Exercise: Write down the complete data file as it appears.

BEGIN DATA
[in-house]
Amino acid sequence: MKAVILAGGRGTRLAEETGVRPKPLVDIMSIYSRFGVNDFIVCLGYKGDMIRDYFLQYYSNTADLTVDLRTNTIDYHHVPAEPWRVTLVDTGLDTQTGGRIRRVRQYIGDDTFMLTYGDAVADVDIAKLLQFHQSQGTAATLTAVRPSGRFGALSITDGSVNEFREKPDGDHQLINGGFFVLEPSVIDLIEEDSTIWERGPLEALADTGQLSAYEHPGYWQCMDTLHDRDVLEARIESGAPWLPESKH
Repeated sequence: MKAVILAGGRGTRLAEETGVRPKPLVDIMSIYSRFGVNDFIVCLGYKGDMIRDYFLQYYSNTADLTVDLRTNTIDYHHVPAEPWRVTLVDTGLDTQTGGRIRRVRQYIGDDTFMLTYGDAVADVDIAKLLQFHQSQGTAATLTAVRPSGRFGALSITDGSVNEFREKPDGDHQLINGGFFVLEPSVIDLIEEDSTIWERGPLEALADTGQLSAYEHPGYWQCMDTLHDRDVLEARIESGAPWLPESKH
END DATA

[in-house]
Amino acid sequence: MKAVILAGGRGTRLAEETGVRPKPLVDIMSIYSRFGVNDFIVCLGYKGDMIRDYFLQYYSNTADLTVDLRTNTIDYHHVPAEPWRVTLVDTGLDTQTGGRIRRVRQYIGDDTFMLTYGDAVADVDIAKLLQFHQSQGTAATLTAVRPSGRFGALSITDGSVNEFREKPDGDHQLINGGFFVLEPSVIDLIEEDSTIWERGPLEALADTGQLSAYEHPGYWQCMDTLHDRDVLEARIESGAPWLPESKH
Repeated sequence: MKAVILAGGRGTRLAEETGVRPKPLVDIMSIYSRFGVNDFIVCLGYKGDMIRDYFLQYYSNTADLTVDLRTNTIDYHHVPAEPWRVTLVDTGLDTQTGGRIRRVRQYIGDDTFMLTYGDAVADVDIAKLLQFHQSQGTAATLTAVRPSGRFGALSITDGSVNEFREKPDGDHQLINGGFFVLEPSVIDLIEEDSTIWERGPLEALADTGQLSAYEHPGYWQCMDTLHDRDVLEARIESGAPWLPESKH